How to Overcome Health Anxiety: 3 Helpful Tips

In severe cases, health anxiety can become disruptive to a person’s life. It can interfere with their daily activities, hurt their work performance, and even cause strain in relationships. Fortunately, there are ways that you can cope with your health anxiety, including:

  1. Changing your focus of attention
  2. Practicing mindfulness
  3. Challenging your worrisome thoughts

Read on to learn more about each of these coping techniques in further detail alongside treatment options for health anxiety.

Change Your Focus of Attention

People with health anxiety will often focus on a particular part or function of their body. The more they focus on a part of their body, the more they notice physical sensations – which can then trigger worrying thoughts.

These initial thoughts can trigger anxiety, in turn causing additional physical sensations. At this point, the person may begin to believe their anxiety response is further evidence of physical symptoms. You can see how this creates a cycle of worrying. This cycle is known as rumination.

If you feel yourself becoming too focused on a particular worry, it’s important to redirect your attention to something else. One of the most straightforward ways of accomplishing this is to turn your focus to an activity, such as:
  • Cleaning a room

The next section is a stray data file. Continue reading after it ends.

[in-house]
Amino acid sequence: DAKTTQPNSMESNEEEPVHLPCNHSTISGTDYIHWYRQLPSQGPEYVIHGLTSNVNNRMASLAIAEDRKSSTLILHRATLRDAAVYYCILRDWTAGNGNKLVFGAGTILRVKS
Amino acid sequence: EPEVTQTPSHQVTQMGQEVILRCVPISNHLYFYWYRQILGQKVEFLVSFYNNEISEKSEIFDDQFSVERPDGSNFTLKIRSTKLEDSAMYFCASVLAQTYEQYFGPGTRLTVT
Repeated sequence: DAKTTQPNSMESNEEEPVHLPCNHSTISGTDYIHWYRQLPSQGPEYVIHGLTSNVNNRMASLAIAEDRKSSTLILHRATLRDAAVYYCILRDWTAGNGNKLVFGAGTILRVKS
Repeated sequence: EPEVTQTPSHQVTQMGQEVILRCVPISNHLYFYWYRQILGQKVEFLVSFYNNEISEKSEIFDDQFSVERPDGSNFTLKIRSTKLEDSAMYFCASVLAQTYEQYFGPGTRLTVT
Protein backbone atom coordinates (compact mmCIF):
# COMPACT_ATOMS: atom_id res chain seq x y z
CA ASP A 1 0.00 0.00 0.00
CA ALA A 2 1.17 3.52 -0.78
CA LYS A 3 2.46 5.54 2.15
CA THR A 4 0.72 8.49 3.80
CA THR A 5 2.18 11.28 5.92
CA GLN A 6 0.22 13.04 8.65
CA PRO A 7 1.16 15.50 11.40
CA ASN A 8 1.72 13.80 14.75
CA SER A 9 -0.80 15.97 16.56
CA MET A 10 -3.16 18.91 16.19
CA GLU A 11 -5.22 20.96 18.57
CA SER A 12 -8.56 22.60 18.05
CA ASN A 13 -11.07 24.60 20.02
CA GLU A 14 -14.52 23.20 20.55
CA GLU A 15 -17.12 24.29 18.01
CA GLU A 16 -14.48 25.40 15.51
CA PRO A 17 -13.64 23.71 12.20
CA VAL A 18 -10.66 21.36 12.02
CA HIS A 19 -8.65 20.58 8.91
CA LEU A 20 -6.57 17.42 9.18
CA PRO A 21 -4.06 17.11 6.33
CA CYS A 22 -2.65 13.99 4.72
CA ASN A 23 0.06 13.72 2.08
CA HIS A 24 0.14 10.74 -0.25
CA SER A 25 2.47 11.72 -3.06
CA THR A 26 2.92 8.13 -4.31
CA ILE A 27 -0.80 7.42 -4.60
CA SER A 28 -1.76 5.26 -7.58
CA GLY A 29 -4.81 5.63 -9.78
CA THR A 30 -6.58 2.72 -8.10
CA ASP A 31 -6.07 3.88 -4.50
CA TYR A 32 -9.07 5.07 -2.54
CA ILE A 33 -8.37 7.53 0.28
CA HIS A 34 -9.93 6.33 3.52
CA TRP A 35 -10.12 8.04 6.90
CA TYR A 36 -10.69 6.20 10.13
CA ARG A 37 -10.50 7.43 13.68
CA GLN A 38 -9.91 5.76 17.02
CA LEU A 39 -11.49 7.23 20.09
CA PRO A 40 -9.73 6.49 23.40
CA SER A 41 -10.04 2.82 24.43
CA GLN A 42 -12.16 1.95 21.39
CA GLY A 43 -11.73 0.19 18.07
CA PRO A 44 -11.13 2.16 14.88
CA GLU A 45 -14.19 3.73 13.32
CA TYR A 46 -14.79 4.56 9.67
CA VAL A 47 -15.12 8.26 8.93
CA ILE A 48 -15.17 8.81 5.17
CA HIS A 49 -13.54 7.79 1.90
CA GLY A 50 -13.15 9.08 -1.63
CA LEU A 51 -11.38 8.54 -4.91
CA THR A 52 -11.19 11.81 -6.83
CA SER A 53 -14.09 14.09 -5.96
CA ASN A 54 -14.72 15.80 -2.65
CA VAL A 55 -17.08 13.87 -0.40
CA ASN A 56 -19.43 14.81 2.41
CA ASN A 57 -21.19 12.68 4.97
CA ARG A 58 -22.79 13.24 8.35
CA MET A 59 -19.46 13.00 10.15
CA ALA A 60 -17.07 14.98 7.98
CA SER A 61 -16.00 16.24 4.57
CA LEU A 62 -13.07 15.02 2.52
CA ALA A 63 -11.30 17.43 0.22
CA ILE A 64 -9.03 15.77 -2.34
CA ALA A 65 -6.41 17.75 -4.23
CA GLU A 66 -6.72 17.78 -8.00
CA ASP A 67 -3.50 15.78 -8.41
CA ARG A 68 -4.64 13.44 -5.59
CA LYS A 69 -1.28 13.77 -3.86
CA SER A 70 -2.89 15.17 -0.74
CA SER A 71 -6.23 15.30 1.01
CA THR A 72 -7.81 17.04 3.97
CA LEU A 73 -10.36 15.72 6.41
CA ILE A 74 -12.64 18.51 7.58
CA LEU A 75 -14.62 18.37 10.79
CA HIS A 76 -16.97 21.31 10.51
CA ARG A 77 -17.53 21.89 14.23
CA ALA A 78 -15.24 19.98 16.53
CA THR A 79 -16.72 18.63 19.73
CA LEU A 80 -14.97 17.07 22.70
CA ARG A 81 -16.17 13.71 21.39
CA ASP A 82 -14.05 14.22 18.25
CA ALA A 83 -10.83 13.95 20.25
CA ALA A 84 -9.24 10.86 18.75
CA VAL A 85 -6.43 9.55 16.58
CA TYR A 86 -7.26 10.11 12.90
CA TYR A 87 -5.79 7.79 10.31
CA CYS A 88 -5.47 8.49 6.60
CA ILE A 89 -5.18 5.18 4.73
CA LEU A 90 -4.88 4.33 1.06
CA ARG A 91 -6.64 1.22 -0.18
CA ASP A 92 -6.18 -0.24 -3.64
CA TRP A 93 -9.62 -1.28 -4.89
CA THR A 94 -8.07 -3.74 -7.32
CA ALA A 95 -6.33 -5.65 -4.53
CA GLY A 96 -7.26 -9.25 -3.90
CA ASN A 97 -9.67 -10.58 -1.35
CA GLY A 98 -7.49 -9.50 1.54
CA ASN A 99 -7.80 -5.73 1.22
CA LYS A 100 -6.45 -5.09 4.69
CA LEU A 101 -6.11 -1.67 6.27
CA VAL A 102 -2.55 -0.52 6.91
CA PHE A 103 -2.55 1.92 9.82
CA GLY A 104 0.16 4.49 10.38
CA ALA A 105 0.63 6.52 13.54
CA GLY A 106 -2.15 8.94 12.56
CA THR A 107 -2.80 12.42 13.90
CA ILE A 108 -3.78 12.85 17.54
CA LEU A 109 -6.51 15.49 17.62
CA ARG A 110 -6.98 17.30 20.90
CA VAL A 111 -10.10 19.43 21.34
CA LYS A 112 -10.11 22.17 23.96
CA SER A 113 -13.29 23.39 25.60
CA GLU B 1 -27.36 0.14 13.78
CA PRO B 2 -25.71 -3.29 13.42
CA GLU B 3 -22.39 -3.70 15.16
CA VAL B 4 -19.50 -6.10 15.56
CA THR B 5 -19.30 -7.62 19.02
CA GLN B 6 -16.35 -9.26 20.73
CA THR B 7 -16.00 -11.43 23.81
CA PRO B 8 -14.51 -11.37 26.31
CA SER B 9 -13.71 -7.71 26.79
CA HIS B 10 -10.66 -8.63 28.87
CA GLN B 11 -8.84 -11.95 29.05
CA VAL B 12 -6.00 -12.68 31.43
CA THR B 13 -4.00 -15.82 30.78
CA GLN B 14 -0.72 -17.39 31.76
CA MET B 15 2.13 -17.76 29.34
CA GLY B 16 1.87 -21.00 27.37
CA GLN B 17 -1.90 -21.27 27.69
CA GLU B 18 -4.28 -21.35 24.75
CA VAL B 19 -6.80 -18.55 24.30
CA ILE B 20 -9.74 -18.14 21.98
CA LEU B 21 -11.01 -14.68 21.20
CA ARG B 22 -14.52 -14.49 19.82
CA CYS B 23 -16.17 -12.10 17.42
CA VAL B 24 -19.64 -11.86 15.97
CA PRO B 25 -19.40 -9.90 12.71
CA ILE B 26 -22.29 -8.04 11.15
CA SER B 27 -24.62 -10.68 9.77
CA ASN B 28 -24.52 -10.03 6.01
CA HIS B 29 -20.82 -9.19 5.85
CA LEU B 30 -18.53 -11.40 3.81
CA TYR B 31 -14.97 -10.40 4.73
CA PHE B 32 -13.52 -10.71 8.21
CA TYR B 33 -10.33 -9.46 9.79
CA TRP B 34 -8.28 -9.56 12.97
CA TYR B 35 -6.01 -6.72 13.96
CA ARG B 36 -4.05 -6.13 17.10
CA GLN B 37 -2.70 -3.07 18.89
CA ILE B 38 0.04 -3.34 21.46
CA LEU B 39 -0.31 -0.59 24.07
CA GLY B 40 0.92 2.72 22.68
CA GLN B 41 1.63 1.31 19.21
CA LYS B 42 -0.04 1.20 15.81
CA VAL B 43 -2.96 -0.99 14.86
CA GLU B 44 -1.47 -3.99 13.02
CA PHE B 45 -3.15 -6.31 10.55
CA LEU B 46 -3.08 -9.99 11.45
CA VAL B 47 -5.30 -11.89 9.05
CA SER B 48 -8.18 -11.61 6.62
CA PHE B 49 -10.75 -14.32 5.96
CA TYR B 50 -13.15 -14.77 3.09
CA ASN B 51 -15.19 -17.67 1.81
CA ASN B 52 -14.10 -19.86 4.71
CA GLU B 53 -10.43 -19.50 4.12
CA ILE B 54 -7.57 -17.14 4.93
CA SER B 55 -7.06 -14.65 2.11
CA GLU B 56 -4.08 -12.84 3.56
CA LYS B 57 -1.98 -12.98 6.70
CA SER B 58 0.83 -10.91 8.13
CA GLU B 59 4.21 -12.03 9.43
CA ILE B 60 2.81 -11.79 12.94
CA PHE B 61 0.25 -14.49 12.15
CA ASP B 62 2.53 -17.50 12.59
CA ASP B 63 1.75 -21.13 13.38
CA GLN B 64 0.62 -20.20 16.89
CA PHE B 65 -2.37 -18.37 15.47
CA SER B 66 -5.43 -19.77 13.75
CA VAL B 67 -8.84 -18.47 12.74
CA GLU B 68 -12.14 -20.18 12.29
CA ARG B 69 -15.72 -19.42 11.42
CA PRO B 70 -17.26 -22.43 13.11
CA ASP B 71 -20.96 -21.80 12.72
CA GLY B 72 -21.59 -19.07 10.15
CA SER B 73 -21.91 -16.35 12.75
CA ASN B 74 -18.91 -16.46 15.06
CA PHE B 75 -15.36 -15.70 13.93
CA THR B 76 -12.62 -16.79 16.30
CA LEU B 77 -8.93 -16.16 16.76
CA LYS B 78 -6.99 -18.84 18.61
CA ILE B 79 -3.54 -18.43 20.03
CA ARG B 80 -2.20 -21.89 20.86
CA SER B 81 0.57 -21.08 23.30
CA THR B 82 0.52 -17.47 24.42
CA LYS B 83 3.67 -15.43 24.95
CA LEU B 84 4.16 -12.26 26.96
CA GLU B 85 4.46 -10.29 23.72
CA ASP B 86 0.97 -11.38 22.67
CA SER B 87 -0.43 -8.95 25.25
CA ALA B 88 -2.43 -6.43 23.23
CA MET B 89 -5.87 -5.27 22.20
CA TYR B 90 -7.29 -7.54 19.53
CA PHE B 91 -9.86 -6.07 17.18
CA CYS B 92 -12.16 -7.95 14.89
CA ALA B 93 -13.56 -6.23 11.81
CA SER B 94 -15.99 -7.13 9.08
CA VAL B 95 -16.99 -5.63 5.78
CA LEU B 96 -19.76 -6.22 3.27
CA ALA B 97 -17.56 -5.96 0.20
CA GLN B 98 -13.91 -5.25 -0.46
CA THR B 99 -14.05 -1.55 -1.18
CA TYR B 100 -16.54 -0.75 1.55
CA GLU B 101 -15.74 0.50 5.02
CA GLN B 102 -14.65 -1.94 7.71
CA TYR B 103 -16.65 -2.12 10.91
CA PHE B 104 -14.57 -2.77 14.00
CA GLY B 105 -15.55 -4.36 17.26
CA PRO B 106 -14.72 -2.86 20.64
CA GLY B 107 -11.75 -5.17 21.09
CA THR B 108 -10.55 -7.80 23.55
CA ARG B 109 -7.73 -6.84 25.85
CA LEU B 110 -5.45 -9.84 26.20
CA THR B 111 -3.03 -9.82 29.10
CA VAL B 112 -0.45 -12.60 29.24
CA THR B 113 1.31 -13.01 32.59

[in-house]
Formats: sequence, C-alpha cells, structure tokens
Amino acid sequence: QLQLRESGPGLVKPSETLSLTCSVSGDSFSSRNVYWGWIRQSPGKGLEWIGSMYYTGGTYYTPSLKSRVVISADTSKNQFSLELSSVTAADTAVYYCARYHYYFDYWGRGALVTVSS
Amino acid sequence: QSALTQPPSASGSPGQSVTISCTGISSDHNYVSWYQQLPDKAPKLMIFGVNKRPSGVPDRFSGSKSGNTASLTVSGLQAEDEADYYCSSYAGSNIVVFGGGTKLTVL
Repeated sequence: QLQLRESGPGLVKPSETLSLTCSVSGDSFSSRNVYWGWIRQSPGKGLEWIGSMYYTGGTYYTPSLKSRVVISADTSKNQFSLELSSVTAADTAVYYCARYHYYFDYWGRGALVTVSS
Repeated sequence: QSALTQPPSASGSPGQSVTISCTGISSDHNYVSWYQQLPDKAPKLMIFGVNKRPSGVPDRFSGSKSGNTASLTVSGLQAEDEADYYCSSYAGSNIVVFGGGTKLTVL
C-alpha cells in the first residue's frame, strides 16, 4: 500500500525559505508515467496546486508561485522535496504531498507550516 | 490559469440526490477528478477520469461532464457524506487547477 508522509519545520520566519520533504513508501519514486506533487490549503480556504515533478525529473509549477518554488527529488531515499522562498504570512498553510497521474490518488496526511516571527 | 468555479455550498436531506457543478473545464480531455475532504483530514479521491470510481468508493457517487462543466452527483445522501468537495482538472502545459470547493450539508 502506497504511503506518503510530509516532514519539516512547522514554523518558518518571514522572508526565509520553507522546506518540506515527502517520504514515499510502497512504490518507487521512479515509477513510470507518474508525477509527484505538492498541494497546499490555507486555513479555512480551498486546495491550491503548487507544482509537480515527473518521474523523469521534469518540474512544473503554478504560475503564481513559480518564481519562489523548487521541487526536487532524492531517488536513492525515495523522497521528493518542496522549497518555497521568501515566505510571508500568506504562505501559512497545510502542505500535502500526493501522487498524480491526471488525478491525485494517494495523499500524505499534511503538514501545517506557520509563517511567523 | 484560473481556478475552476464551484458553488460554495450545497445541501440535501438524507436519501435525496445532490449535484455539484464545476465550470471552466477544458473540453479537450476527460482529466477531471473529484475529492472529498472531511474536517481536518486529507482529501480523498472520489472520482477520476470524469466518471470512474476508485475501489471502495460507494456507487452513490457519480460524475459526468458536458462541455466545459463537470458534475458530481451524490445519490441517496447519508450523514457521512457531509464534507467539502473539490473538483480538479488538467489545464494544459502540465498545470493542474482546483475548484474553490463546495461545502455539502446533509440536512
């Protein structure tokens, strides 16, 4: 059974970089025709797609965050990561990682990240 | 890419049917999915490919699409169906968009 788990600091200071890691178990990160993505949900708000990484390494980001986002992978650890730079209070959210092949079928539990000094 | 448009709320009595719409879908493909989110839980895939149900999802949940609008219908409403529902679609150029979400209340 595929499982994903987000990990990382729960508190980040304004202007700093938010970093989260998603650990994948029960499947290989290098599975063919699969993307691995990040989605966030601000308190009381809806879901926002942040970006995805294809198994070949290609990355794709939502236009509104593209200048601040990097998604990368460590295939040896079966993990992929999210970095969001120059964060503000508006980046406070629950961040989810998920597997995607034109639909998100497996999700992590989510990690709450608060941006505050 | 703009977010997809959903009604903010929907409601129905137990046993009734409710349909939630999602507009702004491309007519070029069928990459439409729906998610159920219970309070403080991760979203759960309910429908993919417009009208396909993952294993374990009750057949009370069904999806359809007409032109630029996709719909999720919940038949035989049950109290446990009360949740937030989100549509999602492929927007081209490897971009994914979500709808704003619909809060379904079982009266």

• Gardening
  • Doing a crossword puzzle
  • Painting or drawing
  • Going for a hike
Regardless of the activity, the goal is to pay full attention to what you are doing. For example, if you’re gardening, notice the sounds around you. Note how your spade feels as it digs into the soil. Listen to the sloshing sounds of the watering can and feel its weight in your hands. By putting our complete attention into a task, we are able to pull our minds away from our worrisome thoughts.

Sometimes, though, this strategy may be less practical. For example, if you’re lying in bed trying to sleep but find yourself becoming stuck on a particular worry. In these situations, we can learn to practice mindfulness exercises that will help us to break out of our ruminations.

Practice Mindfulness

Mindfulness is the practice of paying attention to our thoughts, our surroundings, and our actions in a purposeful way. While the practice is rooted in meditation, it has become increasingly useful in therapy.

In fact, the practice of mindfulness-based cognitive therapy (MBCT) has been shown to be highly effective for individuals suffering from health anxiety. So, how can you incorporate mindfulness into your everyday life? There are several exercises you can try.

Mindfulness 5-4-3-2-1 Exercise

Look around your current surroundings and identify:
  • Five things you can see
  • Four things you can touch
  • Three things you can hear
  • Two things you can smell
  • One thing you can taste